For the Living of These Days—A Word from Perry Dixon

This week, Mary Alice Birdwhistell has finally arrived. You will each have to decide for yourself if she is the one to serve as Highland’s next pastor. One beauty (and risk) of Baptist life and polity, for those who have neither previously familiar, nor yet taken the 20 minute Highlights class version of Baptist history taught by yours truly, is that only you can decide. Voting for pastor is like forest fires in this way.

 As one voice among many, I will say that I could not more strongly recommend Mary Alice to Highland. I also say this as someone  whose life and career will depend in some ways on whether I am right in this regard. She is pastoral in a way that we each need, strong, courageous, compassionate, and affirming as if God actually created the one with whom she is walking. For me, her identity, personality, and gifts make Mary Alice the pastor we need, in a congregation such as this, for a time such as this. We claim to be a progressive voice in Baptist life. To call Mary Alice would be to live into that claim in a new way we have not yet, not just because of who she is, but because of what possibilities begin to emerge if we trust that God is still at work in her and in us.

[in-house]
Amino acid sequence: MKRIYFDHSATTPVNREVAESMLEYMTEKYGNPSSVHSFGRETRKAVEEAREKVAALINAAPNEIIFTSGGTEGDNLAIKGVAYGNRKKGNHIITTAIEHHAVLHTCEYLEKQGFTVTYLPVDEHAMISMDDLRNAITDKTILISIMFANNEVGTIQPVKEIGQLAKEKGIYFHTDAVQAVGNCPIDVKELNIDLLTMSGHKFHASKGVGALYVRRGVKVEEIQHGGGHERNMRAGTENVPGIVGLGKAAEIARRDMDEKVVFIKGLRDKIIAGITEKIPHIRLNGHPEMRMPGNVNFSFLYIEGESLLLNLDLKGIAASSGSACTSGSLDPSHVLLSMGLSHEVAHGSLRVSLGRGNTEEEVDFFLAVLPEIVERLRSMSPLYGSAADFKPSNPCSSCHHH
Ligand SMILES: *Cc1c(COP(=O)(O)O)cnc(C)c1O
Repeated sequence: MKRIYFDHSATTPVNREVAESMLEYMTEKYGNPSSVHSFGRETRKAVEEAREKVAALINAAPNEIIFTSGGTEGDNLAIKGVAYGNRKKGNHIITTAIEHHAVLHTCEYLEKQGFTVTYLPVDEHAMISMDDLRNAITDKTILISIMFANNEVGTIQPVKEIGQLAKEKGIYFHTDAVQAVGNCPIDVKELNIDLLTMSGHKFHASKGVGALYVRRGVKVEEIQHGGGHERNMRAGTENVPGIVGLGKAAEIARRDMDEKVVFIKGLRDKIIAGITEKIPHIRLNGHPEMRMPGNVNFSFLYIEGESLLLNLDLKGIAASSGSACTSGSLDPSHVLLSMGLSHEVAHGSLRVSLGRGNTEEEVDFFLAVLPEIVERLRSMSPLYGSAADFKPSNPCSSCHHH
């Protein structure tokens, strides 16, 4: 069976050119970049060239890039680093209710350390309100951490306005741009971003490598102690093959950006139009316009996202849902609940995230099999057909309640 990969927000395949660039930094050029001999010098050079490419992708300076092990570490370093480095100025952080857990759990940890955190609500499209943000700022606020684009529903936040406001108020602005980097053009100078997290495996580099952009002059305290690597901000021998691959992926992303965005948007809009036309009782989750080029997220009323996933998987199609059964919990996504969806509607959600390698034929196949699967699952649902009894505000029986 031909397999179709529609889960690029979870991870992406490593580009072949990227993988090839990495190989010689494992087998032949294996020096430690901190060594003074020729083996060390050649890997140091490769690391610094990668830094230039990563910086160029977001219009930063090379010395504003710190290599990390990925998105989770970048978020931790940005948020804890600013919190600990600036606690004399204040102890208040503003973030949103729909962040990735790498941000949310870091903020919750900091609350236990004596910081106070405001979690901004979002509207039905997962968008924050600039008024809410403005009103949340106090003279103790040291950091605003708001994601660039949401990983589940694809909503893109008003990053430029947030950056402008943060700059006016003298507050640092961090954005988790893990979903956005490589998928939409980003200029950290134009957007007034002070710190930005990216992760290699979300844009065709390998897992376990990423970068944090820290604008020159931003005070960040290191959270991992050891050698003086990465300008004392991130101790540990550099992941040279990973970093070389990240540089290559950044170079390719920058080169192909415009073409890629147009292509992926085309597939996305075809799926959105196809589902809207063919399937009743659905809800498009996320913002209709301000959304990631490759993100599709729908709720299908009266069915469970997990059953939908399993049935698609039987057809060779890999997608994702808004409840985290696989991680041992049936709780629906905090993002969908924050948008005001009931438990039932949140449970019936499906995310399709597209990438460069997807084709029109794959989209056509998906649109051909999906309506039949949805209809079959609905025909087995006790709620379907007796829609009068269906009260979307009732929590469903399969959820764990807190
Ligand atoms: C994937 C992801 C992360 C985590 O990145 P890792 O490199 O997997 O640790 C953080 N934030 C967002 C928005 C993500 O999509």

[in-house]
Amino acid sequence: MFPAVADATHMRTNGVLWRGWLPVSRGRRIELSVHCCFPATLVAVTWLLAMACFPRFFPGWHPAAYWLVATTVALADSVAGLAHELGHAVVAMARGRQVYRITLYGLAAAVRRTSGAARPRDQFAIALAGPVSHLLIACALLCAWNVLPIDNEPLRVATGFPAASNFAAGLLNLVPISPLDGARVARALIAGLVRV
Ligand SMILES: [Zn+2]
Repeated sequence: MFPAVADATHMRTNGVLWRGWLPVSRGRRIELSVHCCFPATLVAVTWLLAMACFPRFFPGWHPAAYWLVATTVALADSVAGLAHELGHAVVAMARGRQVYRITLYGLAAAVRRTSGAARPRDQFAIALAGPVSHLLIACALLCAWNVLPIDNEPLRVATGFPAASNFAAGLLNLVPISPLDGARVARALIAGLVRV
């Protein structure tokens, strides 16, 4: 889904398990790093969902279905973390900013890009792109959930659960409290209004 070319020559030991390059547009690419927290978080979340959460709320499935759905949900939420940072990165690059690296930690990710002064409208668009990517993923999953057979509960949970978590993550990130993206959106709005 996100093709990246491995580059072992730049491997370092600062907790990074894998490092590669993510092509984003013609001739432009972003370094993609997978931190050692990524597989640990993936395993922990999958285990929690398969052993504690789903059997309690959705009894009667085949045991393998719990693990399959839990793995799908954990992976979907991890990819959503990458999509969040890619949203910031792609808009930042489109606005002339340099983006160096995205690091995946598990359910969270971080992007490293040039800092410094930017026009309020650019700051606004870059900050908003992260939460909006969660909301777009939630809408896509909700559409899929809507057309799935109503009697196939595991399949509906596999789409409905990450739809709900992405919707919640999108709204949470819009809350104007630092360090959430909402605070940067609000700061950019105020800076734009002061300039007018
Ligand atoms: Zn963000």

I believe that I could speak in sweeping affirmations that would be far more than platitudes. I do like writing and talking after all. But my imagination is exhausted today by what is happening in our city and our country. I must tell you quite simply that when I imagine the possibility of working with Mary Alice as leader and colleague, and perhaps more so when I imagine you walking alongside Mary Alice as  pastor, I am given life and energy that feels a little rusty to exercise after such a long interim, in a good way. I am not allowed to endorse political candidates. I do endorse Mary Alice, because I’m allowing myself today to be surprised in good ways, and to have hope for Mary Alice and for you.